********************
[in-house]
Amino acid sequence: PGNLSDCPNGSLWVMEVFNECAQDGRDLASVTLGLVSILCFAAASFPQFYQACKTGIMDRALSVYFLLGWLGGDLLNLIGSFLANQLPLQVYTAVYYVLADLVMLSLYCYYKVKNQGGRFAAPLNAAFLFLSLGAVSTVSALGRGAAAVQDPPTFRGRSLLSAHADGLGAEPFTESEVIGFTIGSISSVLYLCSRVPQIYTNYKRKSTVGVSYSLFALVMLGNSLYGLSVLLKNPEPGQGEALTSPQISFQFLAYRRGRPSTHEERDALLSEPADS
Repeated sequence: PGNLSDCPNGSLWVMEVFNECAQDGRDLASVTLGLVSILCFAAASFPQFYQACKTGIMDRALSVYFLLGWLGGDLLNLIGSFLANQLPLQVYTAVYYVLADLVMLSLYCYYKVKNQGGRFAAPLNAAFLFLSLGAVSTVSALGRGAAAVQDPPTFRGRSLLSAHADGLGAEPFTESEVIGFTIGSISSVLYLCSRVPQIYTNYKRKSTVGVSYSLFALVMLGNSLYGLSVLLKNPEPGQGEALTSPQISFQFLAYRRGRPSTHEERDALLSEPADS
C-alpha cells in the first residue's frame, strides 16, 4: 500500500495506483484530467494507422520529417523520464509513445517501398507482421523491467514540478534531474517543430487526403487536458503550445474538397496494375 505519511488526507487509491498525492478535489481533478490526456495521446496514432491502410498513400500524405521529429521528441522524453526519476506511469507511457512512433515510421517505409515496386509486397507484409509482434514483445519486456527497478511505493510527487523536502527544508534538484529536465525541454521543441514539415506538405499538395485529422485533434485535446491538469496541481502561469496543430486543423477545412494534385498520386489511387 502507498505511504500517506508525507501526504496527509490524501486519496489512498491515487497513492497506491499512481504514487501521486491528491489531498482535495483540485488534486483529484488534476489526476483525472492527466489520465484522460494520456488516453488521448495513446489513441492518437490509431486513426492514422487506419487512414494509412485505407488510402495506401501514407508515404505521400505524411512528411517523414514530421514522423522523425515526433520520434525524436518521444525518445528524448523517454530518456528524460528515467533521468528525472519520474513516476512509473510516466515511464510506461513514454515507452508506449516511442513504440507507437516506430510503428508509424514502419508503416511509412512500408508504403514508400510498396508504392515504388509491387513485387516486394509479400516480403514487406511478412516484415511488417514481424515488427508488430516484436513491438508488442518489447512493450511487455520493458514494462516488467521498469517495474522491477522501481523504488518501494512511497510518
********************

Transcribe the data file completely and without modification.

[in-house]
Amino acid sequence: PGNLSDCPNGSLWVMEVFNECAQDGRDLASVTLGLVSILCFAAASFPQFYQACKTGIMDRALSVYFLLGWLGGDLLNLIGSFLANQLPLQVYTAVYYVLADLVMLSLYCYYKVKNQGGRFAAPLNAAFLFLSLGAVSTVSALGRGAAAVQDPPTFRGRSLLSAHADGLGAEPFTESEVIGFTIGSISSVLYLCSRVPQIYTNYKRKSTVGVSYSLFALVMLGNSLYGLSVLLKNPEPGQGEALTSPQISFQFLAYRRGRPSTHEERDALLSEPADS
Repeated sequence: PGNLSDCPNGSLWVMEVFNECAQDGRDLASVTLGLVSILCFAAASFPQFYQACKTGIMDRALSVYFLLGWLGGDLLNLIGSFLANQLPLQVYTAVYYVLADLVMLSLYCYYKVKNQGGRFAAPLNAAFLFLSLGAVSTVSALGRGAAAVQDPPTFRGRSLLSAHADGLGAEPFTESEVIGFTIGSISSVLYLCSRVPQIYTNYKRKSTVGVSYSLFALVMLGNSLYGLSVLLKNPEPGQGEALTSPQISFQFLAYRRGRPSTHEERDALLSEPADS
C-alpha cells in the first residue's frame, strides 16, 4: 500500500495506483484530467494507422520529417523520464509513445517501398507482421523491467514540478534531474517543430487526403487536458503550445474538397496494375 505519511488526507487509491498525492478535489481533478490526456495521446496514432491502410498513400500524405521529429521528441522524453526519476506511469507511457512512433515510421517505409515496386509486397507484409509482434514483445519486456527497478511505493510527487523536502527544508534538484529536465525541454521543441514539415506538405499538395485529422485533434485535446491538469496541481502561469496543430486543423477545412494534385498520386489511387 502507498505511504500517506508525507501526504496527509490524501486519496489512498491515487497513492497506491499512481504514487501521486491528491489531498482535495483540485488534486483529484488534476489526476483525472492527466489520465484522460494520456488516453488521448495513446489513441492518437490509431486513426492514422487506419487512414494509412485505407488510402495506401501514407508515404505521400505524411512528411517523414514530421514522423522523425515526433520520434525524436518521444525518445528524448523517454530518456528524460528515467533521468528525472519520474513516476512509473510516466515511464510506461513514454515507452508506449516511442513504440507507437516506430510503428508509424514502419508503416511509412512500408508504403514508400510498396508504392515504388509491387513485387516486394509479400516480403514487406511478412516484415511488417514481424515488427508488430516484436513491438508488442518489447512493450511487455520493458514494462516488467521498469517495474522491477522501481523504488518501494512511497510518